David RothwellAmazon Author "The AdWords Bible for eCommerce"

Author: "Clicks Customers Cashflow: the AdWords Bible for eCommerce - how to sell more and earn more with unlimited budgets"

10 Years in AdWords
I have spoken at international marketing conferences in Chicago, London, New York, and Maui Hawaii, hosted by industry experts and Amazon Authors including Perry Marshall, Howie Jacobson, and Ken McCarthy's System Seminar.

I am referenced in "AdWords for Dummies" (2012, Jacobson and McDonald) and "Ultimate Guide to Google AdWords" (2014, Marshall, Rhodes, Todd).

Recent Answers

Why would you employ such a strategy? What's the payoff (the economic value) of your keywords? What do they sell, what's that worth in terms of revenue and profit?

1. Get something cheap or free to start with like Wordpress and an ecommerce plugin
2. Prove you can sell your stuff and break even or make profit on Google AdWords and Google Shopping (pointless selling stuff if you can't make a profit from it)
3. Once maxed out there test out Bing ads and product ads (USA only at present), and Amazon Sponsored products
4. Reinvest your profits into improving your cart where you can see any deficiencies on what you have, based on what you can afford

Although I don't (yet) discuss carts in it, my Amazon book "The AdWords Bible for eCommerce" may help.

1. Keep and renew the domain name; it's too cheap to even be concerned about
2. What negative response? Are you selling stuff and making a profit? That's all that counts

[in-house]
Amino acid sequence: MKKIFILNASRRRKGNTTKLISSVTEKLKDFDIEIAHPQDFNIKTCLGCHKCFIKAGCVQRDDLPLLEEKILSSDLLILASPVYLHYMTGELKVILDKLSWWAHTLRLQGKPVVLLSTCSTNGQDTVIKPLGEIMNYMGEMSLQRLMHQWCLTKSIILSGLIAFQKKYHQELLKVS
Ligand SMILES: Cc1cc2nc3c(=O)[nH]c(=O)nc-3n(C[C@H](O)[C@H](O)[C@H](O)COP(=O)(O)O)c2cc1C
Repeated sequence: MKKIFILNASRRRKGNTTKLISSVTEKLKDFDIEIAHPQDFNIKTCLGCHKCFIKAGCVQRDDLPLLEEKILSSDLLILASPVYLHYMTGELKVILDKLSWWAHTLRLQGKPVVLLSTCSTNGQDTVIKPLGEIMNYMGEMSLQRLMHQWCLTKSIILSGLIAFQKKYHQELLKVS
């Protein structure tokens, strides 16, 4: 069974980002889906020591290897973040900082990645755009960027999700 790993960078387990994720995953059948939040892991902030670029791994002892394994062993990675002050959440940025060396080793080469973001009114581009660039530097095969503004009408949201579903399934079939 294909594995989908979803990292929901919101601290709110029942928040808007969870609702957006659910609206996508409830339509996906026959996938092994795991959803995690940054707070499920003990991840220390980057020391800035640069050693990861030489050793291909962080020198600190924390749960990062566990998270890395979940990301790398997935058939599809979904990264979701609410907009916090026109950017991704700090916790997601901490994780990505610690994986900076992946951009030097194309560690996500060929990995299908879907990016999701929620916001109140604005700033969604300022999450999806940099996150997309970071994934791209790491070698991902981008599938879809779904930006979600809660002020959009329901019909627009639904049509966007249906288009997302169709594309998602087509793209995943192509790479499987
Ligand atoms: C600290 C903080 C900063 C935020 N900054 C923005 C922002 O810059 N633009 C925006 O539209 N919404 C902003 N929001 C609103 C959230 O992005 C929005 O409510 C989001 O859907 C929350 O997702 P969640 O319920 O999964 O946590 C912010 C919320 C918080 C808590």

3. If not, why not? Sometimes a provocative name like that is an asset (it's how "Big Ass Fans" got started)
4. Look at your referral traffic in the server logs, see if you can spot any common keywords that you could build into a different domain name to try out (although I don't think you could go wrong with "undies" and I assume they are men's without going to your site)
5. If not running AdWords campaigns, go ahead and buy some traffic for highly targeted keywords in [exact match] only; make sure you've got conversion tracking for sales revenues in place or you won't know what you earned from what you spent; make sure you break even on sales at least, otherwise you have a serious problem
6. If already doing AdWords without success, get your campaigns audited to see where you're going wrong (everyone does)

My book on Amazon could help you ("The AdWords Bible for eCommerce") with 5 & 6

All the best!

I got laid off from my European IT Manager job on my 42nd birthday in 2001 - although it was tough for a while I've never looked back and now wouldn't have things any other way.

So I agree with the others who say - it's never too late to start!

As a non-profit, you *may* qualify for Google grants which gets you $10,000.00 per month in free online advertising in the Google AdWords program. Not to be sniffed at. You may not even be able to spend it all.

If you do qualify, then find someone who can spend that money wisely for you who is interested in your cause and will likely work pro bono, and show you the return it gets you in a defined metric, like donations received or whatever.

If you're really smart about this you'll also get that party to commit to mentor your marketing person as part of the program, so you can take that knowledge in-house as well.

You need to know that what you spend comes back several times over (this is what I do for AdWords clients).

I'd be willing to help get you started and see how it goes if you do qualify for the grant.

Good luck!

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